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Holi Mubarak - A Memoir

Holi Mubarak ! ……………Aap ko bhi Holi Mubarak !!!

In the background, there is a crackling sound of burning wood and the beats of a drum, commonly known as dhol or dholak. Joy is all around in the environment. But, before this grand finale, preparations usually start a month ahead. Holi is a big community event in Rajasthan, especially in one of the neighborhoods of Udaipur, where I grew up. It is considered as important as Diwali and is certainly very eventful.

Holi celebration starts with Muhurat for Danda Ropna - starting to build the Holi pyre (literal meaning installing central log for Holi). Every year we looked for the biggest center log / Danda. The bigger the Danda, the greater the Holi fire. Gathering fire wood was a team effort and there were ten to twelve neighborhood kids involved in this activity. Once we found a big & heavy log, it took us about 2 hrs to bring it back. 

While the kids were involved in outdoor activities, the moms in the community used to get together and prepare special dishes for "Dhulendi”, the color playing day. Mouth watering goodies like Gujiya, Sev, Khurmas, Karela papdi chat, Chiwda, Dahi wadas, Barfis etc., were prepared by the ladies. Cooking was a fun activity as the ladies chatted and shared tips & tricks.


As days passed, every child in the neighborhood developed scratches on legs or arms while collecting the firewood but our effort never stopped. Since we were in Rajasthan, it was easy to find dry kejadi bushes around the area. We used to call it "kante ikkhatte karne chalo"- meaning collecting thorns. Maids who worked in our houses used to bring "kandde" (cow-dung cakes) as their contribution to our Holi. In honor of Holika, the mythological character associated with Holi, some ladies use to buy ornaments made out of "gober” - Cow dung”. Their belief was “It is good for your brother's life!!!”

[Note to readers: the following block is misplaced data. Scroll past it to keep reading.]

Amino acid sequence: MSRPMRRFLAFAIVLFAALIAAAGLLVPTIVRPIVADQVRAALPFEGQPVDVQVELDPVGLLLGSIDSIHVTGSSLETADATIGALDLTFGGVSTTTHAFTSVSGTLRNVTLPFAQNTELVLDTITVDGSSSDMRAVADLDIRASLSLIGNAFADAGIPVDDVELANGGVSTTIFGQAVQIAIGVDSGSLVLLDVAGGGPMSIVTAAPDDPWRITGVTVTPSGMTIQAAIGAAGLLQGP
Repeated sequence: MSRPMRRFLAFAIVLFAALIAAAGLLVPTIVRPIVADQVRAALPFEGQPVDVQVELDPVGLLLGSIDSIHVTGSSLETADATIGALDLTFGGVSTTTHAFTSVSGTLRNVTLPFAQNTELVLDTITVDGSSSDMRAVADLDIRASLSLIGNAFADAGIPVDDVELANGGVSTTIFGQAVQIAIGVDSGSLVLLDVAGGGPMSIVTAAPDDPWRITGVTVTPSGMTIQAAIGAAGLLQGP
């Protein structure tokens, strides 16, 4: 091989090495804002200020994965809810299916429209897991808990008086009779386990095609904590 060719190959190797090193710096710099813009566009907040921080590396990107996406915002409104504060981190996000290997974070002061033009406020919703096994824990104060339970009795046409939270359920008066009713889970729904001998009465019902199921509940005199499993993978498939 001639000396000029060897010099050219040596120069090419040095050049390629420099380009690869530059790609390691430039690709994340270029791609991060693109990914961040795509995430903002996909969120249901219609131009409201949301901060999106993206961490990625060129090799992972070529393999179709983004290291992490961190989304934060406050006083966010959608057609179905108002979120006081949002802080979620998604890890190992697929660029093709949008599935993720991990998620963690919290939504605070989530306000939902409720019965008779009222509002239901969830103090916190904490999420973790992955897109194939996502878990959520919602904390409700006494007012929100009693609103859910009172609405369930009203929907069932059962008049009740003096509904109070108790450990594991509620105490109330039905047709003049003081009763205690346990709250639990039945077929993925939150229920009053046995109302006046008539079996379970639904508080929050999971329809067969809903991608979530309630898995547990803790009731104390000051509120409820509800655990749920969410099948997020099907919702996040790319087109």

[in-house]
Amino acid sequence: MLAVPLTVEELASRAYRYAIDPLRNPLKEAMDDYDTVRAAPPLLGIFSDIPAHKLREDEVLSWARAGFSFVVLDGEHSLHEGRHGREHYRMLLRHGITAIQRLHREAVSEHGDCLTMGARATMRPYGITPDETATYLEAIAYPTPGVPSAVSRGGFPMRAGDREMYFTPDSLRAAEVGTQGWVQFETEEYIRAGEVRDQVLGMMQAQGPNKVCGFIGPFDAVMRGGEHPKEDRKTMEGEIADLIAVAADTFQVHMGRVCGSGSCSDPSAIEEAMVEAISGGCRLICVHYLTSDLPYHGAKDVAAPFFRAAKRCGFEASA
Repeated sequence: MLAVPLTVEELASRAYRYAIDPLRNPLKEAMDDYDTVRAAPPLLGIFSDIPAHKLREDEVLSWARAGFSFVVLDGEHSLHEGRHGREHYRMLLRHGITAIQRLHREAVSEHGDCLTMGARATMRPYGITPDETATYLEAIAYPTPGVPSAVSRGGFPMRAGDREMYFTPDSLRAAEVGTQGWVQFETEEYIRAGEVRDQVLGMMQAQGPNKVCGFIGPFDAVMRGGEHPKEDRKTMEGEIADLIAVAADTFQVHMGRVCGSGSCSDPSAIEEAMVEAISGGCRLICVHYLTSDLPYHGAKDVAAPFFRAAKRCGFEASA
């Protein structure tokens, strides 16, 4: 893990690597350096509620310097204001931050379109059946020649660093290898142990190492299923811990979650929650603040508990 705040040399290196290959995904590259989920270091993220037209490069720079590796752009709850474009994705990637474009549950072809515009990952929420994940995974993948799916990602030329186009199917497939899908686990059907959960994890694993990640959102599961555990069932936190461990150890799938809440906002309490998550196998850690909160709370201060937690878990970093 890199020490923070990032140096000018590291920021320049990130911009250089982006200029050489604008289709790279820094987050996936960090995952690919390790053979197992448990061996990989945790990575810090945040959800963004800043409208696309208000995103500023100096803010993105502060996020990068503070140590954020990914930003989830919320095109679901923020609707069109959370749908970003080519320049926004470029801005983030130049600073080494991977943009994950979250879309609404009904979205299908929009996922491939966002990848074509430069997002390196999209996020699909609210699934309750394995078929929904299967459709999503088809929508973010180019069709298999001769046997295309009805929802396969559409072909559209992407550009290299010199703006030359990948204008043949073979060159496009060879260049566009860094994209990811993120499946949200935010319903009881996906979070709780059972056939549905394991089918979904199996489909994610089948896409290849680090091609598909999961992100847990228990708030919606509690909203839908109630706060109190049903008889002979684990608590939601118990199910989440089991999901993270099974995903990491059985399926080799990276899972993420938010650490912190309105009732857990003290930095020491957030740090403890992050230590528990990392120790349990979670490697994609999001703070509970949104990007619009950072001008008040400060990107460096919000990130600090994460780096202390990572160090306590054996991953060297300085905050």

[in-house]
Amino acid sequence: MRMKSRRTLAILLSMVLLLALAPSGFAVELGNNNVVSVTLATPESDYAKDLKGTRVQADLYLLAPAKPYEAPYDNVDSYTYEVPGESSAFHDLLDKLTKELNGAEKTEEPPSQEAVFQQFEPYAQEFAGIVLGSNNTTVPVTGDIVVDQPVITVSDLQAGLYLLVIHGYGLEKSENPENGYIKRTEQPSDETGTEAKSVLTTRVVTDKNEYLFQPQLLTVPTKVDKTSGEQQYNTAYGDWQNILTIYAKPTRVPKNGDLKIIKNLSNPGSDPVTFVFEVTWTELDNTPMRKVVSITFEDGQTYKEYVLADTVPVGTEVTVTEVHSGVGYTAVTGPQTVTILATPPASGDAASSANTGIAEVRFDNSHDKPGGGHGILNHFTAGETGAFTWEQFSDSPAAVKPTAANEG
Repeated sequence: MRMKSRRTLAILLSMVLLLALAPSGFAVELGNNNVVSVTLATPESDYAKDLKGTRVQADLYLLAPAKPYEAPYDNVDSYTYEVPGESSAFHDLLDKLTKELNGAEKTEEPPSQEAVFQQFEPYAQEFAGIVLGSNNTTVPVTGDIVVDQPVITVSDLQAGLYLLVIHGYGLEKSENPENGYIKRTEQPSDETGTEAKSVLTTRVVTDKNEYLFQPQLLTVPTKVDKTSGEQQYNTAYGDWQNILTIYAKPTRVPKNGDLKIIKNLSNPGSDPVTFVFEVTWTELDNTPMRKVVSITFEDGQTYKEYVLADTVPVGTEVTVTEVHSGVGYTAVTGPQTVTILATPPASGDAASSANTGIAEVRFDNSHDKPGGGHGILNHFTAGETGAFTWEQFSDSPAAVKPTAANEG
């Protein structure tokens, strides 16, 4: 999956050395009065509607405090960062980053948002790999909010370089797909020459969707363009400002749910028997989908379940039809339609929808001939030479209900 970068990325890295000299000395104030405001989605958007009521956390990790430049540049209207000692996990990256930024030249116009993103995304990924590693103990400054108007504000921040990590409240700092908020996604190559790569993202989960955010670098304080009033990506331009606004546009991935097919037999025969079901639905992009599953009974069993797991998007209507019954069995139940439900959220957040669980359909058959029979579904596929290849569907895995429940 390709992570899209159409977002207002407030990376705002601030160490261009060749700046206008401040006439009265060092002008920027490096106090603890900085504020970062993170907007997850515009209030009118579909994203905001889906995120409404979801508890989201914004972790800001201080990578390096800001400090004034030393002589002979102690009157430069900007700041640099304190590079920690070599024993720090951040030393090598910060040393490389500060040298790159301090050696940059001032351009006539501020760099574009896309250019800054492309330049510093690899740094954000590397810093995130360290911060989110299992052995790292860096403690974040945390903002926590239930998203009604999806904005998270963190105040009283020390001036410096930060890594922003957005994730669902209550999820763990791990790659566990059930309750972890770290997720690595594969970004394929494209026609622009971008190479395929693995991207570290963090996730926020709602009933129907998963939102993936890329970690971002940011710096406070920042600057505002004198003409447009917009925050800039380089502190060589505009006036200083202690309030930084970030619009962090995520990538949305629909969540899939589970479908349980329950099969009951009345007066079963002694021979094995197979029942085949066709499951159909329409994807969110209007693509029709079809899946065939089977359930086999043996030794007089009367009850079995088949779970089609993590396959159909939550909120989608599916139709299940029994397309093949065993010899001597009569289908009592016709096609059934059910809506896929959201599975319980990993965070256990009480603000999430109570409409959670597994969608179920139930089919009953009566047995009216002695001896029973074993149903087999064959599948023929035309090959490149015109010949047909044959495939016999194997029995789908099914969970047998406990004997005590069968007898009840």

On the day of Holi, Holika was decorated. The activity started with kids putting gulal on their foreheads. A big earthen pot was painted with Holika's face. The tallest kid in the community was assigned the job of installing the earthen pot-face at the top of the central log “Danda”. Next, the body of Holika was assembled using the thorns collected by the kids. In the end, the cow dung ornaments were placed atop the body.

Holi is celebrated on Poornima - full moon day. Usually, it is in the month of March. A good muhurat (auspicious time) is chosen using a Panchang (Hindu calendar). Everybody would gather around the Holi pyre at the muhurat. Ladies would perform Holika Pooja and distribute "Prashad". It is believed that doing a Pradakshina (circumnavigation) around the Holi is a good thing for newborns. The oldest person in the community had the honor of lighting the fire. Green wheat was also roasted in the Holi fire. It was believed to be very auspicious and tasted great! So whenever I see green wheat by the side of the road, it always reminds me of Holi.


Drummers from nearby villages would play at the celebration and received monetary tips. Kida used to enjoy dancing to the rythm of drum beats. On some occasions we played "Gher" - a version of Dandia, originating in Mevad, Rajasthan. Instead of fancy dandias, Gher is played with sticks about 2 to 3 feet long, on the rhythm of drum beats. There used to be fierce competitions to judge whose Holika was biggest and would last the longest. Boys used to guard Holika. Adults used to ensure no untoward incidents happened as kids played around fire.

The day following Holi is called Dhulendi when the whole community was involved in playing with colors. The custom was to go around the neighborhood from door to door, getting the folks out and spraying them with colors. There would always be one or two people in the neighborhood who were hard to catch. It used to be fun trapping them and spraying color. Around 2:00 PM, the fun would started winding down and we would come back home for a much needed shower and lunch. This day use to be the first day of the season to take a cold water shower or bath. Later, boys from all the communities use to gather together and have fun by pouring buckets of water on passersby. The ladies and the girls would visit all the houses in the neighbourhood to wish holi mubarak. Men would stay home and offer snacks and sweets to the visitors.


Halloween, which is celebrated in the US during autumn, reminds me of Holi. Instead of the masks/costumes, we used to have colorful faces and wet color soaked cloths. And instead of chocolates and candies, home-made goodies were shared.

With the times things have changed. However, these old memories are the ones I cherish the most.

Holi Mubarak - A Memoir